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Carl Sagan's Broca's Brain: Reflections on the Romance of Science

This is a well-written and entertaining book. It covers a lot of ground, the only common thread being the science of astronomy. The book is a bit dated, and occaisionally Sagan mentions a scientific question that he hopes will be answered by Voyager as it passes Jupiter or Saturn, which it did several years ago, but after he wrote the book. In general, Pale Blue Dot does a much better job covering planetary science, and I recommend that book much more highly than this.

If you have already read Pale Blue Dot, there are still interesting bits in this book. Sagan carefully and objectively analyzes the pseudo-science of Dr. Velikovsky. Velikovsky wrote an unusual interpretation of planetary astronomy that attempts to account for Biblical and other legendary sources of astronomical information. His science is poor, but he became quite popular as a sort of new-age astronomer. I hadn't heard much about Velikovsky before, but I enjoyed reading Sagan's scientific analysis of his work, just for the fun of the science. Other interesting bits include a section explaining how space objects and features on other planets get named, and reflections on how the birth experience affects our cosmology.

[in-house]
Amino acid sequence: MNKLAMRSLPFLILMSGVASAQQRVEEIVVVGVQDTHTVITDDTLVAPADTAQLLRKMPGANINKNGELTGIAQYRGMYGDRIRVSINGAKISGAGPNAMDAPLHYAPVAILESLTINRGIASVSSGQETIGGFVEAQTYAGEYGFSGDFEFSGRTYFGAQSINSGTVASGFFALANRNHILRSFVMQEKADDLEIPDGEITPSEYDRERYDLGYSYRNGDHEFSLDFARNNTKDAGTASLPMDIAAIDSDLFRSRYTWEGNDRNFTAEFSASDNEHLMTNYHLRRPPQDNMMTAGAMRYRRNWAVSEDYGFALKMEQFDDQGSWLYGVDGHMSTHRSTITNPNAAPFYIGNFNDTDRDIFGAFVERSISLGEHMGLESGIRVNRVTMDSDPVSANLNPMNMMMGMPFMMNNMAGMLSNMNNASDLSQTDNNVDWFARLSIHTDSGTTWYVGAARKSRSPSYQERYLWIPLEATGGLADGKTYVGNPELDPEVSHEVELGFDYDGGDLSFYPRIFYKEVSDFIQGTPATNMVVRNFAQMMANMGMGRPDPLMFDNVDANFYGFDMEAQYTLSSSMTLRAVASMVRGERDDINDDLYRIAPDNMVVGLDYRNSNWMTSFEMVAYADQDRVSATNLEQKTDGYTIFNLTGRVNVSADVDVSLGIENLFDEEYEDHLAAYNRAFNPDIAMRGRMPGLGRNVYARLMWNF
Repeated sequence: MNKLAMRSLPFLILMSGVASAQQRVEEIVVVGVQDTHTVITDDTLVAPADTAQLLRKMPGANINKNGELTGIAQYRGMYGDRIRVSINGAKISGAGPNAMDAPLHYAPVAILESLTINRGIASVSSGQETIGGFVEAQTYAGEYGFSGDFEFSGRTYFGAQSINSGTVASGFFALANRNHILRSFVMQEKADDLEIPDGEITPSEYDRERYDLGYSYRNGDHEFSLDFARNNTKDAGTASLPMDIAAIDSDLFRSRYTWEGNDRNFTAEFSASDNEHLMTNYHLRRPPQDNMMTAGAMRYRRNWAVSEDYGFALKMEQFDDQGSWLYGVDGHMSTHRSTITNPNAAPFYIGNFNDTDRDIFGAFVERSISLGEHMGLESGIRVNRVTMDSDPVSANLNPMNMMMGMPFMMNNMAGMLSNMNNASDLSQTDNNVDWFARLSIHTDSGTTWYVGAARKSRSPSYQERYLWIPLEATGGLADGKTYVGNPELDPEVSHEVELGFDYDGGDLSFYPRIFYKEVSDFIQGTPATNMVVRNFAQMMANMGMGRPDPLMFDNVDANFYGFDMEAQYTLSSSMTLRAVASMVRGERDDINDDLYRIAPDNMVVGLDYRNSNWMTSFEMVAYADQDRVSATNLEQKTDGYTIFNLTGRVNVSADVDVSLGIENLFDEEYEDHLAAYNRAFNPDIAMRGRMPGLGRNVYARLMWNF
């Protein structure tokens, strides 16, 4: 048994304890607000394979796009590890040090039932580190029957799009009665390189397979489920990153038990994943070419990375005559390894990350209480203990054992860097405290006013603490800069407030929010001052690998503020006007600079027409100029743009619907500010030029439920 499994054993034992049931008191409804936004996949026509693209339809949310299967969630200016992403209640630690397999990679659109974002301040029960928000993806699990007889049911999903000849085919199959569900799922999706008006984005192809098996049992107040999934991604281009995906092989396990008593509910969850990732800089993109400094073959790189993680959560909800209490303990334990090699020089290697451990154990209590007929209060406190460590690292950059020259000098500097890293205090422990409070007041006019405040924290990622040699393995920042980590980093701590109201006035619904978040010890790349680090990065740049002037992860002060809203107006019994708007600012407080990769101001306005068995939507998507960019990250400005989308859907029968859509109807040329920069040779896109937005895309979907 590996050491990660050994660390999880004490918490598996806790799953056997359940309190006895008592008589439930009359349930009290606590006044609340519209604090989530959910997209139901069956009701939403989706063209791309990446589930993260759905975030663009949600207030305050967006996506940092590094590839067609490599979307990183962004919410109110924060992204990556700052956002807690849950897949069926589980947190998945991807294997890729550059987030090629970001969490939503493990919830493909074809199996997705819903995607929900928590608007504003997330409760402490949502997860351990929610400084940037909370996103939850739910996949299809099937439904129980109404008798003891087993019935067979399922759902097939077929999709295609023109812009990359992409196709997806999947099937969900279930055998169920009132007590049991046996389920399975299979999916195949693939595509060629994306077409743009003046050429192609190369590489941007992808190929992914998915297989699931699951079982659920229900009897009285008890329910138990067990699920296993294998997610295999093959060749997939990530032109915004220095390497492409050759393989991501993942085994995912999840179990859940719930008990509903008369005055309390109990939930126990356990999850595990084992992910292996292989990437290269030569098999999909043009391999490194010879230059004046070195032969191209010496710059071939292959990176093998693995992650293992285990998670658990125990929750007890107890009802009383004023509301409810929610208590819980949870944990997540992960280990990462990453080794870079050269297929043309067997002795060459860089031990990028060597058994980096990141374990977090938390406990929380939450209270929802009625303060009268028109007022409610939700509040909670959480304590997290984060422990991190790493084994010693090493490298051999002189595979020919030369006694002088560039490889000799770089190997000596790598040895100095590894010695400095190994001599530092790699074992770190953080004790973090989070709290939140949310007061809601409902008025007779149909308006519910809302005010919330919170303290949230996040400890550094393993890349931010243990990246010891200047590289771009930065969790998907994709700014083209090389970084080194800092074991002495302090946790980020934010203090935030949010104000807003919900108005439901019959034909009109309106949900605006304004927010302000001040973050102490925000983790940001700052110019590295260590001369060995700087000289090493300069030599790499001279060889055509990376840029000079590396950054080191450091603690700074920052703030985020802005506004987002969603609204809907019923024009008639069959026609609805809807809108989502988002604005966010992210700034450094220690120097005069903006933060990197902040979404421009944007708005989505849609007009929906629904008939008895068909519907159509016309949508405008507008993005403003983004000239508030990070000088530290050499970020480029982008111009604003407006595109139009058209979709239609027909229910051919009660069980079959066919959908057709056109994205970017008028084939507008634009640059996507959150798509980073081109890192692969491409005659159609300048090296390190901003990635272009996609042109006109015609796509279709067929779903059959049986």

Some quotes Dr. Sagan collected for the book.

Last modified 1999-02-07

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